That screaming you hear from the normally angelic toddler at your side may simply indicate a lack of sufficient sleep. Everyone needs adequate sleep, and toddlers are no exception. Sleep is necessary for good health and development. Some toddlers require more or less sleep than others, but most need an average of 10 to 13 hours each night, and a daytime nap. As an added bonus, naptime can mean some welcome “me time” for a tired Mommy!Naps for Health and Well-Being
Toddlers need sufficient sleep for good mental and physical health and development. Tired toddlers display signs of fussiness and impatience. A daily nap can provide your child with energy and the ability to maintain focus. Children who nap daily might be more adaptable and have longer attention spans than those who do not nap. A nap helps to improve the child’s mood and rejuvenate his mind and body. Naptime also provides respite for parents or caregivers.
Sleep Deprivation and Emotional Responses
A study conducted by the University of Colorado Boulder shows that missing a nap affects the way toddlers express feelings and could put them at risk for developing mood disorders later in life. The study, involving toddlers between the ages of 30 to 36 months, indicated that missing a single nap increased anxiety and affected problem-solving abilities. The children were shown negative, positive and neutral pictures to invoke emotions and were given solvable and unsolvable puzzles to complete. The nap-deprived children displayed more negativity toward neutral and negative pictures, more confusion to neutral pictures and showed less positive emotion to the positive pictures. The children who did not nap also showed a 31 percent increase in negative emotion and a 39 percent decrease in confusion when trying to complete unsolvable puzzles. The children also had a 34 percent decrease in positive response to completing the solvable puzzles. Overall, the study showed that sleep plays an important role in the emotional responses toddlers have to the world around them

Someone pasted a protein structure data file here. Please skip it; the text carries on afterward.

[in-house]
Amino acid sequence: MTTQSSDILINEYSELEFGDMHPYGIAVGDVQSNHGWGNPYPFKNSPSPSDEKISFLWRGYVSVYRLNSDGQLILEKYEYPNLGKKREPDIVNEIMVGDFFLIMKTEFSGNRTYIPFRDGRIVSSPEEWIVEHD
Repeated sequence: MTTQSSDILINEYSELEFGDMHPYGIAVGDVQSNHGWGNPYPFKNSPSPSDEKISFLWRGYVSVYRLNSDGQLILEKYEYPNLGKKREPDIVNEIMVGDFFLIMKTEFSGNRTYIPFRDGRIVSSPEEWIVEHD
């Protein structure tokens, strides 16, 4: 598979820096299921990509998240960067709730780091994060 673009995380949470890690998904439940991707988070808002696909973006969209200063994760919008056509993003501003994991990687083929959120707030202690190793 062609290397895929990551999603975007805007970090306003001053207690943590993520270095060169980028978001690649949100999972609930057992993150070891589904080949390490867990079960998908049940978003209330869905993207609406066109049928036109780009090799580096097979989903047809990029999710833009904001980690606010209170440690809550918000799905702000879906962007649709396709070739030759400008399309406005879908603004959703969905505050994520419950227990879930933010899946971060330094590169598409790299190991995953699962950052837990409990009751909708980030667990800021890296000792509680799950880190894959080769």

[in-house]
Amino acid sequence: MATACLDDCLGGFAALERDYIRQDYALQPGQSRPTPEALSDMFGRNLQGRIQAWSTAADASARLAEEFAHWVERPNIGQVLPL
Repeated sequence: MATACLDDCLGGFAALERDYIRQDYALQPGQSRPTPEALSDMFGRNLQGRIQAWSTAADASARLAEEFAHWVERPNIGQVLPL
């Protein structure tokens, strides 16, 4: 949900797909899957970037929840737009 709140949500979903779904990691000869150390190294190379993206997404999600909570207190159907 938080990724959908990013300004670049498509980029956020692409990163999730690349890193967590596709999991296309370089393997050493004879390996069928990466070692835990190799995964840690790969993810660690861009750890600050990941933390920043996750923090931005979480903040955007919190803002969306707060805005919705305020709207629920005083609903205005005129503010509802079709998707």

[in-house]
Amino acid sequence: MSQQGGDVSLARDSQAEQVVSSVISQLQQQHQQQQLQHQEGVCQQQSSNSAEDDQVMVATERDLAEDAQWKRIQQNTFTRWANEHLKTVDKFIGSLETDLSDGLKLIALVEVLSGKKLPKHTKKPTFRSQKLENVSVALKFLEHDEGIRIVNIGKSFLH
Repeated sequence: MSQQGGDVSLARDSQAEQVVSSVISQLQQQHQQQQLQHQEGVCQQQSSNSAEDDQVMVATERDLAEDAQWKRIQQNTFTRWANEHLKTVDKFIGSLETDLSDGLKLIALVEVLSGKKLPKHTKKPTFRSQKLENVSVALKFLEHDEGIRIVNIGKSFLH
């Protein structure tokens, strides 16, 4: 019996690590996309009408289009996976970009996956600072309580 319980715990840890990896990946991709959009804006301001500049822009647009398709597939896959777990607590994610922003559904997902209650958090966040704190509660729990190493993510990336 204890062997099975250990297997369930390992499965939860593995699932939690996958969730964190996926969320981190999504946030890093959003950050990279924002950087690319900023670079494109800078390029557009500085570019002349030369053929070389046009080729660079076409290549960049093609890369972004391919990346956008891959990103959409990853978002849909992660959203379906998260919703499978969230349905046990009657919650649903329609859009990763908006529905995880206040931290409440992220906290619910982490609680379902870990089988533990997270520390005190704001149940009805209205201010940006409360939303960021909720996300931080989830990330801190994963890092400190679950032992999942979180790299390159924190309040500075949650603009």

Daytime Naps and Bedtime
Parents sometimes worry that if their child takes an afternoon nap, he will not want to go to sleep at bedtime. If the time between the last nap and bedtime is short, then it could interfere with sleep at night. However, toddlers who don’t get enough sleep at naptime might have difficulty sleeping at night because they are overtired. As long as the child does not nap too late in the afternoon, usually beyond 3 or 4 p.m, a nap shouldn’t interfere with his nighttime sleep.
Naptime Decreases with Age
Young toddlers might nap twice a day, but as your child ages, naps decrease. By the age of 18 months, your child might take a daily nap that lasts an average of one to three hours. Each child is different and some toddlers take shorter naps. Some toddlers might resist taking an afternoon nap, even if the child is clearly tired and fighting sleep. Don’t try to force your child to nap. Insist on some quiet time instead. A child playing quietly will often fall asleep on his own.